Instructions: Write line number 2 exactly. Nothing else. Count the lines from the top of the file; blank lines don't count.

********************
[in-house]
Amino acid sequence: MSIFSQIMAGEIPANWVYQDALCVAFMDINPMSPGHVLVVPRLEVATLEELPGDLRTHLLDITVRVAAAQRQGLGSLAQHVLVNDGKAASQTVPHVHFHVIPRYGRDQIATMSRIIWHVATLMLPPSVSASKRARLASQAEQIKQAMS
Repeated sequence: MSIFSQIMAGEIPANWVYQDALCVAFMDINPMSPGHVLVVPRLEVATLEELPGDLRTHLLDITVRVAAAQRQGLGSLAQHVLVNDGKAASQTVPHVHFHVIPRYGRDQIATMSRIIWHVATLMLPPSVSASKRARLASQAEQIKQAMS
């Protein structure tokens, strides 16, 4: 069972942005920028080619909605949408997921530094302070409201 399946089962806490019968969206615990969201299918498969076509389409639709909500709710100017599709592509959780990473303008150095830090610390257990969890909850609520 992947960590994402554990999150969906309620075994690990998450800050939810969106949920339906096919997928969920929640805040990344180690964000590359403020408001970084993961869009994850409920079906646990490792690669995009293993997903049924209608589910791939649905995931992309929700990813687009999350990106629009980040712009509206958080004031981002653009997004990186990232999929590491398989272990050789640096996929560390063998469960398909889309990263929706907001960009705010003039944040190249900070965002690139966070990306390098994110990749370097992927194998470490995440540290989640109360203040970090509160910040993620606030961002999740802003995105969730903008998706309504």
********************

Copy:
Amino acid sequence: MSIFSQIMAGEIPANWVYQDALCVAFMDINPMSPGHVLVVPRLEVATLEELPGDLRTHLLDITVRVAAAQRQGLGSLAQHVLVNDGKAASQTVPHVHFHVIPRYGRDQIATMSRIIWHVATLMLPPSVSASKRARLASQAEQIKQAMS